by Hope Cooke ‧ RELEASE DATE: Feb. 1, 1980
In 1963, Hope Cooke put a match to her unopened bank statements and bags of old laundry, gave away her folk dresses, and set off--with misgivings, already--to marry the Maharaj Kumar, or Crown Prince, of tiny Himalayan Sikkim. She wanted to belong, after an anchorless, rudderless childhood (socialite mother dead, plebeian father cast out, home an apartment--staffed by a succession of sadistic governesses--across the hall from her elderly grandparents'); she wanted to be good for Sikkim (she'd met the Maharaj on a rapt visit to India); but her only apparent preparation for life, at 23, was writing some creditable papers at Sarah Lawrence. It's a mingy, grungy sort of story--even now, Hope sounds like a flower child who chose the wrong commune--but the double irony gives it an edge: for, if Hope Cooke wasn't what the world imagined, neither was being Crown Princess (and later Queen) of Sikkim. Before her marriage, she'd learned that Chogyal (as she calls him throughout) was seeing another just-met woman--and meant to get off to Brussels to see her whenever he could. In Sikkim, she's highhatted by his soignÃ‰e sister; friendless, and without purpose or function. ""Upstairs in my room I listen to Joan Baez records and cry."" For company, she keeps Chogyal's six-year-old daughter Yangchen home from school in India; for salvation, she redecorates their ""small, shabby house"" (then poses for photographers ""Ã la Jackie Kennedy""). In time, she'll occupy herself with Yangchen's school and promoting local handicrafts (to the point--another humorous bit--that ""Sikkimese flags are flying on both sides of Fifth Avenue""). She has two children, and likes it best when the house is filled with kids: his two boys and Yangchen, older now, home from school: ""I love being in the middle, the Ma Kettle/Ethel Kennedy of this group."" Then, two pages later: ""It's the last straw. He threw my record player out the window."" External pressures keep them together--the constant threat that divided Sikkim will be engulfed by India. And when this comes to pass, in 1973--and she is vilified in a Newsweek article as an overambitious American--she takes the children and leaves. . . to set up housekeeping (with one rug) in New York, to learn to shop, cook, drive a car, to prove her ""determination to survive."" A curio, but natural curiosity (plus the woman's angle, hyped) will do a lot for it.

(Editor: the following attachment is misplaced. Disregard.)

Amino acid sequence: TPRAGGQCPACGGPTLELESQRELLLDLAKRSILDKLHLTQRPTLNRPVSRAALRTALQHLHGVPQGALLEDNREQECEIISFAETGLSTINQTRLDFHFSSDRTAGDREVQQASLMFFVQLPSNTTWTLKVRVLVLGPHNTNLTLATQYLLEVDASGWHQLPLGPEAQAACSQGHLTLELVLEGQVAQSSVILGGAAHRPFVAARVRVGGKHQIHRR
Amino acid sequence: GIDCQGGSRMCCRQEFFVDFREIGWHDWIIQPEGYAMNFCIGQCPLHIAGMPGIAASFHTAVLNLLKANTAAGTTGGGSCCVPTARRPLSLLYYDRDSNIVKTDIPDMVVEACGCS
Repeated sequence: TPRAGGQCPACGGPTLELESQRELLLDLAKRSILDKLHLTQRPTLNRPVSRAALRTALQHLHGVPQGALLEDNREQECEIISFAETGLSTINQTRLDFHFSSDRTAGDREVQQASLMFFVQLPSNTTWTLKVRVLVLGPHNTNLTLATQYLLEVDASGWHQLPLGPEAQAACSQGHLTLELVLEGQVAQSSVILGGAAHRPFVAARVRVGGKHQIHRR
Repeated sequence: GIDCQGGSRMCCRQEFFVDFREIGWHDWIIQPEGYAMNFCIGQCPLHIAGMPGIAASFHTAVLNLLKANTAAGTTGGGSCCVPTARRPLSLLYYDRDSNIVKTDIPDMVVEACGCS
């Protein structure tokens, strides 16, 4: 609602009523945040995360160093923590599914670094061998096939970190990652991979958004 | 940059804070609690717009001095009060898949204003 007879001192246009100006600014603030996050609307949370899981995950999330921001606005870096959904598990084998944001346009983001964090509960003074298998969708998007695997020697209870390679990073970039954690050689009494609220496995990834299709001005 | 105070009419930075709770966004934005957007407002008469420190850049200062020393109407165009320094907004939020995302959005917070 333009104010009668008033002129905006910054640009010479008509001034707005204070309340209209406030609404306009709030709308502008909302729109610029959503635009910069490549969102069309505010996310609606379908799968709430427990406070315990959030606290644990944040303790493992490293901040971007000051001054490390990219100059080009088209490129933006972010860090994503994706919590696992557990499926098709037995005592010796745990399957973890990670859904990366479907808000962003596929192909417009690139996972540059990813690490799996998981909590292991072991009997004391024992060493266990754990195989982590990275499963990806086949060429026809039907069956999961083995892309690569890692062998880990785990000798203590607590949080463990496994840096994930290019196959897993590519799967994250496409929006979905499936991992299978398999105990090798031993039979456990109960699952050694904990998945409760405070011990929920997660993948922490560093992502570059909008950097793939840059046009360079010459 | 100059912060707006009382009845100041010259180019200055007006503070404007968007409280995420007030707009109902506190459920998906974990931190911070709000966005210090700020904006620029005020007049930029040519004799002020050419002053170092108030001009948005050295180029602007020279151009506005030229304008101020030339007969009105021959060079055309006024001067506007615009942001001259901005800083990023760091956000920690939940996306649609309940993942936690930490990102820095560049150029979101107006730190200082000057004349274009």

Pub Date: Feb. 1, 1980
Page Count: -
Publisher: Simon & Schuster
Review Posted Online: N/A
Kirkus Reviews Issue: Feb. 1, 1980
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